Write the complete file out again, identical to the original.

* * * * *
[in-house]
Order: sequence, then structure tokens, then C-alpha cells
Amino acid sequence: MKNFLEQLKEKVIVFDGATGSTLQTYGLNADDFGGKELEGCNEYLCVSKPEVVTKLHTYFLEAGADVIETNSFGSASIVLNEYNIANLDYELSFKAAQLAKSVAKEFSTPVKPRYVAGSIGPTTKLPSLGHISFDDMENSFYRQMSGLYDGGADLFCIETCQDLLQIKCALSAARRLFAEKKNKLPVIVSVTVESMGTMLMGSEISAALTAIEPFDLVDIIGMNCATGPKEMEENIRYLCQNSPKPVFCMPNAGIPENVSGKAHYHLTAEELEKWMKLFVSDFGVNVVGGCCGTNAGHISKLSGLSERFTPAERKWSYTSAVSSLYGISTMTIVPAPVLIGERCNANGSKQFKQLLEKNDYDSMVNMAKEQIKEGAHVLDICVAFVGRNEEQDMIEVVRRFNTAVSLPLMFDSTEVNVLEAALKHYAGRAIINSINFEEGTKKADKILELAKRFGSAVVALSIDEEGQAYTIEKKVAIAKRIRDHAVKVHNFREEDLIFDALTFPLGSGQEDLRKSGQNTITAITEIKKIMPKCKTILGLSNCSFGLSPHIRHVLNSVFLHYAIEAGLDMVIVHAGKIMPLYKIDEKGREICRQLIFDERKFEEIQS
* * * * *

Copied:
[in-house]
Order: sequence, then structure tokens, then C-alpha cells
Amino acid sequence: MKNFLEQLKEKVIVFDGATGSTLQTYGLNADDFGGKELEGCNEYLCVSKPEVVTKLHTYFLEAGADVIETNSFGSASIVLNEYNIANLDYELSFKAAQLAKSVAKEFSTPVKPRYVAGSIGPTTKLPSLGHISFDDMENSFYRQMSGLYDGGADLFCIETCQDLLQIKCALSAARRLFAEKKNKLPVIVSVTVESMGTMLMGSEISAALTAIEPFDLVDIIGMNCATGPKEMEENIRYLCQNSPKPVFCMPNAGIPENVSGKAHYHLTAEELEKWMKLFVSDFGVNVVGGCCGTNAGHISKLSGLSERFTPAERKWSYTSAVSSLYGISTMTIVPAPVLIGERCNANGSKQFKQLLEKNDYDSMVNMAKEQIKEGAHVLDICVAFVGRNEEQDMIEVVRRFNTAVSLPLMFDSTEVNVLEAALKHYAGRAIINSINFEEGTKKADKILELAKRFGSAVVALSIDEEGQAYTIEKKVAIAKRIRDHAVKVHNFREEDLIFDALTFPLGSGQEDLRKSGQNTITAITEIKKIMPKCKTILGLSNCSFGLSPHIRHVLNSVFLHYAIEAGLDMVIVHAGKIMPLYKIDEKGREICRQLIFDERKFEEIQS